A List Apart
Brightly Colored Food
City of Sound
Croc o' Lyle
Digital Web Magazine
Dive Into Mark
Guide to ease
Joel on Software
Noise Between Stations
Off the top
Signal vs. Noise
Todd has got a nice mix of enterprise metadata from both theory and practice since he did his dissertation at the same as working at Bell South on real enterprise metadata needs. He has presented at several conferences involving both the more techie stuff at DAMA International as well as Dublin Core and other related conferences. I believe this intesection of the techie/practical world and the theory/academic world gives us a good mix of the challenges we face at managing information systems. He's definitely in the mix of things I'd like to be involved. It will be interesting to see where his blog goes in sharing his experiences. Many of his previous presentations and handouts are also available on his site.
“The Public Broadcasting Metadata Dictionary Project is a cross-organizational, multi-disciplined effort to establish a standard for all public broadcasting content (radio and television), in order that metadata might be more easily exchanged between colleagues, software systems, institutions, community partners, individual citizens, etc. The Project will be a “touchstone,” a single, streamlined standard to which other database structures, including those of PBS, NPR, major producing stations, and other asset/content management systems will be “mapped.” It can also be used as a guide for the onset of an archival or asset management process at an individual station or institution.”
Metalog is a next-generation reasoning system for the Semantic Web. Historically, Metalog has been the first system to introduce reasoning within the Semantic Web infrastructure, by adding the query/logical layer on top of RDF.
Metalog lets you do near-natural language queries on documents, acting as a bridge between the user and the RDF.
Great article in NYTimes(free registrated required) related to information retrieval, categorization/classification, and use.
Marti Hearst is quoted regarding information vizualization, text mining, and such. Most of the focus was on retrieval in homogenous content such as Medline. The reason why I liked the article was it provides an example of how people/business benefit from better IR tools for such disciplines as medicine.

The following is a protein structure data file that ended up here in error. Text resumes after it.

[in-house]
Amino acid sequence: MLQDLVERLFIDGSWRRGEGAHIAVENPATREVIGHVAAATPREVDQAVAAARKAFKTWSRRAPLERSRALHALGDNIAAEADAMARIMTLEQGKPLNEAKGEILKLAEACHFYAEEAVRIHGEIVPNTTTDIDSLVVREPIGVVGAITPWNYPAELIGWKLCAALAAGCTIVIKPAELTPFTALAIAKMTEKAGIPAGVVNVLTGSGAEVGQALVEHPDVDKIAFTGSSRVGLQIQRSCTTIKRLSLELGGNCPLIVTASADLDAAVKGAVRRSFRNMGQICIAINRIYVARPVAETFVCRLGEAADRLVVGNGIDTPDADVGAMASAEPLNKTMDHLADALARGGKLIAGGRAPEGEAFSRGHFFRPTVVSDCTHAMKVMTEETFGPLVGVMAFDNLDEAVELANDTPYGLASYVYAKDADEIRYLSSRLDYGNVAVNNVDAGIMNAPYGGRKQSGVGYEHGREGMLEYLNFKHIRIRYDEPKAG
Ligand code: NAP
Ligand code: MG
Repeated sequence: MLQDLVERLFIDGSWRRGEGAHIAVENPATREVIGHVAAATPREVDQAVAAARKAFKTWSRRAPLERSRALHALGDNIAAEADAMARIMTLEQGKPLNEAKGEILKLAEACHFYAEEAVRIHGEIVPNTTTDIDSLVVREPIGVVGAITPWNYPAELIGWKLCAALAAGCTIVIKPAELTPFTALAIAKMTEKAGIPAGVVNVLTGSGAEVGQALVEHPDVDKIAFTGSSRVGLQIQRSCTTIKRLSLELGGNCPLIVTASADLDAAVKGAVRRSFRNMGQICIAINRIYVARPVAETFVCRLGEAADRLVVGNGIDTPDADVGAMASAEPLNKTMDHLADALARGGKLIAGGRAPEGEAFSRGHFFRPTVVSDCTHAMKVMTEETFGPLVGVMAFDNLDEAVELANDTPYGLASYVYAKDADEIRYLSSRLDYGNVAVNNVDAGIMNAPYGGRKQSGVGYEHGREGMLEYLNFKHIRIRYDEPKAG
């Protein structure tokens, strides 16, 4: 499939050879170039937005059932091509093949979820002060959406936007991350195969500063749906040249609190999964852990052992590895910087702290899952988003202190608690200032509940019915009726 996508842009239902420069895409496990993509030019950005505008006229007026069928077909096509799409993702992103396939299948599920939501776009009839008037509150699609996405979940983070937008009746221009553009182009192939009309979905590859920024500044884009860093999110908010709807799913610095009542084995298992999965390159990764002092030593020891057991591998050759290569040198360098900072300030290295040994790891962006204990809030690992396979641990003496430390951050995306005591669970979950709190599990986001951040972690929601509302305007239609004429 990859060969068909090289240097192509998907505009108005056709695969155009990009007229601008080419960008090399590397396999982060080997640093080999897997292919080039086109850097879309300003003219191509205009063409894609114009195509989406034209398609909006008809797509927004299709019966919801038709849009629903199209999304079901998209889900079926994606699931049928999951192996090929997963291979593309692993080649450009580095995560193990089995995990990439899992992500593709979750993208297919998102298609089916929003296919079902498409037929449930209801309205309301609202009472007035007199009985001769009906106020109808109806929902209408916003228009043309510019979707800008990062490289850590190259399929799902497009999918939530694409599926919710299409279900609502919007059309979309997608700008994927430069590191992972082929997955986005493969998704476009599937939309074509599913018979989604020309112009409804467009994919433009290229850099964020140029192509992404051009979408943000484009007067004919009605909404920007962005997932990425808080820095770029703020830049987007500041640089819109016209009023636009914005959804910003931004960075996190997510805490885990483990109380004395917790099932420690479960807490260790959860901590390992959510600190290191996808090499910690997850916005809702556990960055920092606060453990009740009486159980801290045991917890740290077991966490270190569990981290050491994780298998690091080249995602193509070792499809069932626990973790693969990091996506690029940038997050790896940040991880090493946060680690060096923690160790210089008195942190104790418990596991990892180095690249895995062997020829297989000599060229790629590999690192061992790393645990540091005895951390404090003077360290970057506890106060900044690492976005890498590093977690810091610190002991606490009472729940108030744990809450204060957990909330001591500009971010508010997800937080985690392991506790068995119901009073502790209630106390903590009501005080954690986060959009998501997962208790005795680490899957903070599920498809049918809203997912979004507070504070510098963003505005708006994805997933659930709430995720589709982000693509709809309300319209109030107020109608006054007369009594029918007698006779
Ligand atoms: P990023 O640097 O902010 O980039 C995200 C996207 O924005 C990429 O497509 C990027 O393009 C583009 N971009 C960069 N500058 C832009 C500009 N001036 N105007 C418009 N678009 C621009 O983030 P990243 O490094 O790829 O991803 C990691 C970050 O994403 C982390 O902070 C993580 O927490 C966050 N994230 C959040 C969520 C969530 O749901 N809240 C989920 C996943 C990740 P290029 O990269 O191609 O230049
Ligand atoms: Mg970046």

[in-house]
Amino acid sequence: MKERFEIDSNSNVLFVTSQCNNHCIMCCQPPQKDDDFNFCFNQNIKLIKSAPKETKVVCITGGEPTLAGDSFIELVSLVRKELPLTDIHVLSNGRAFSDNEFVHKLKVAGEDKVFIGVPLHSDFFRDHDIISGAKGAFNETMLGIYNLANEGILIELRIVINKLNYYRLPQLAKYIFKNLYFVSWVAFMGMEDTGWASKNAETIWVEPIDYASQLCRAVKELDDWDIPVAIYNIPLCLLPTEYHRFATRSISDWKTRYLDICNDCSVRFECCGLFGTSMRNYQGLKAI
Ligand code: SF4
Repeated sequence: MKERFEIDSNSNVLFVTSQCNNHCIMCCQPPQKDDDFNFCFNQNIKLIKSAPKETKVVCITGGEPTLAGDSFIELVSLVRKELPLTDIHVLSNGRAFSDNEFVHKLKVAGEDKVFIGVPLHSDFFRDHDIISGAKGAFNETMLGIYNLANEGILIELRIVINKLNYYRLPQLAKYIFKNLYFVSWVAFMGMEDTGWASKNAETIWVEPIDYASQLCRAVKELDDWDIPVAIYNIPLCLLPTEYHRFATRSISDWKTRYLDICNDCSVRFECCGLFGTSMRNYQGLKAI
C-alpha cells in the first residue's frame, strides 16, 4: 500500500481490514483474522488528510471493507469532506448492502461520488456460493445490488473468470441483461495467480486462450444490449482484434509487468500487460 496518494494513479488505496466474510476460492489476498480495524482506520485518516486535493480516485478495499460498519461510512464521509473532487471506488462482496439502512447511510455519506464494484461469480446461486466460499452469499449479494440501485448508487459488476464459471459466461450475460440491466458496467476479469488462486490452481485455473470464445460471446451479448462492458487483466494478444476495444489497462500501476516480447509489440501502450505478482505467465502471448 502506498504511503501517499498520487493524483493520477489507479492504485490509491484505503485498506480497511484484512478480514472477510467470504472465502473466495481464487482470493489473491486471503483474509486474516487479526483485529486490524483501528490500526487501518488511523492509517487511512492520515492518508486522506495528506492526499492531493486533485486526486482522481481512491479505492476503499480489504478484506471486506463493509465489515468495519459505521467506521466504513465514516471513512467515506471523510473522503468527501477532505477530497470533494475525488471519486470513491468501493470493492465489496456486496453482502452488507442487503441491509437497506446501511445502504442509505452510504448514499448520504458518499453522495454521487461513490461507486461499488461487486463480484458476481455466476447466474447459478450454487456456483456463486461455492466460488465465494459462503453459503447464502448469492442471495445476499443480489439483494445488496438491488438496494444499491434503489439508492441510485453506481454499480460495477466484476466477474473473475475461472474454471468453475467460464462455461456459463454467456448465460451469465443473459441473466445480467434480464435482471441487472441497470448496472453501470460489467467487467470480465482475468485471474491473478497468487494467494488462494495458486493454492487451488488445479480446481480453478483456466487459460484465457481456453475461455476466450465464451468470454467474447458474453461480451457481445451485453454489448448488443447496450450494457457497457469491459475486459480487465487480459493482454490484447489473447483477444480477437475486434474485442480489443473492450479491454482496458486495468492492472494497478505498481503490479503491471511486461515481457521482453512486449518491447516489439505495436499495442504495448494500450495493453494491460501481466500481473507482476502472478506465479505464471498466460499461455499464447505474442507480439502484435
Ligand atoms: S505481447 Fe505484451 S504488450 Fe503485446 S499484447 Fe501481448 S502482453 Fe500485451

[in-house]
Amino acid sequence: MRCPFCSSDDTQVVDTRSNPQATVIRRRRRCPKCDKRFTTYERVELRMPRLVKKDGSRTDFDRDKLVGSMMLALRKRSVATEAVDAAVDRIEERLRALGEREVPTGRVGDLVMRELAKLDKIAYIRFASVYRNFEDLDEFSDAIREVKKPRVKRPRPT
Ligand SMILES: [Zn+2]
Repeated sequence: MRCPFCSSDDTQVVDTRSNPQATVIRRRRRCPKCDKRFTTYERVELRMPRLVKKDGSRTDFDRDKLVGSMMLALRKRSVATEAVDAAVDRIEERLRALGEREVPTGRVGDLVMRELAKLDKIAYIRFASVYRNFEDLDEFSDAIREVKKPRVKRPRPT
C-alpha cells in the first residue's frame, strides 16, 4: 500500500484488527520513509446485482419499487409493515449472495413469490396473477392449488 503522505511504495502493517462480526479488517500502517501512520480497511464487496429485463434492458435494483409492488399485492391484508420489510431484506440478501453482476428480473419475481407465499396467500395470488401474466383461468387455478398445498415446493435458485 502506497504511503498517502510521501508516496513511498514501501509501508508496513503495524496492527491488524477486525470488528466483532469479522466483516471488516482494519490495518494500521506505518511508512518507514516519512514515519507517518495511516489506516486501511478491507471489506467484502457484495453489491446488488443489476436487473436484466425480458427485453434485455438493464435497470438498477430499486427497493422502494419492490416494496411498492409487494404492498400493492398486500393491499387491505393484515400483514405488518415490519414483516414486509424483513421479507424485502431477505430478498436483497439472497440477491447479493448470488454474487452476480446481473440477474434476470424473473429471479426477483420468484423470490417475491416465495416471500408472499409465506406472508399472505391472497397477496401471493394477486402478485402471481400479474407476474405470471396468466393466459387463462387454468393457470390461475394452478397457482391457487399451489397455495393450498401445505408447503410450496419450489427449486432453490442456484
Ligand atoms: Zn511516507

The Dublin Core 2003 Conference is currently going on in Seattle this week. A couple of the attendees and I will be sharing our notes(and photos) when we've recovered(it's actually still going on). But until then, enjoy the conference proceedings online.
Kendall Grant Clark gives an overview of what's to come on the Web.
I posted my notes from the SLA 2003 conference. It's rather lengthy and may only be of interest to those interested in what's happening with library information systems and services.
Lillian Woon Gassie and Greta E. Marlatt's case study presentation at the SLA 2003 conference provided a thorough examination of the process undertaken to build a digital library for the Homeland Security program of the Naval Postgraduate School in Monterey, CA. The presentation gave a good idea of the steps leading to the development of the digital library, which will eventually be partially available to the public, but will mainly serve students in the School and other military and civilian people involved in Homeland Security. The presentation touches on goals and rationale for the project, audience and personas, political and monetary constraints, metadata and classification strategies, technical specifications and and analysis of tools and technologies evaluated and selected for the project.
Lillian has posted afew other presentations that may be of interest as well to information architects. As usual, you won't get all the details communicated in a PowerPoint presentation, but when reading the "Digital from Birth" PPT, be sure to look at the very extensive speaking notes that go with each slide.
Digital from Birth: Information Architecture for Building a Digital Library,
presentation with Greta E. Marlatt at the SLA Annual Conference, New York City, June 9, 2003.
Online Presentation | Download PPT file (2.8 MB)
Taxonomies for Communities of Practice,
presentation at the e-Gov Knowledge Management Conference, Washington, D.C., April 16, 2003.
Metadata Tools, Practices and Ontologies,
presentation at the Monterey Bay Area Workshop on Data Management & Visualization, MBARI, Monterey, April 7, 2003.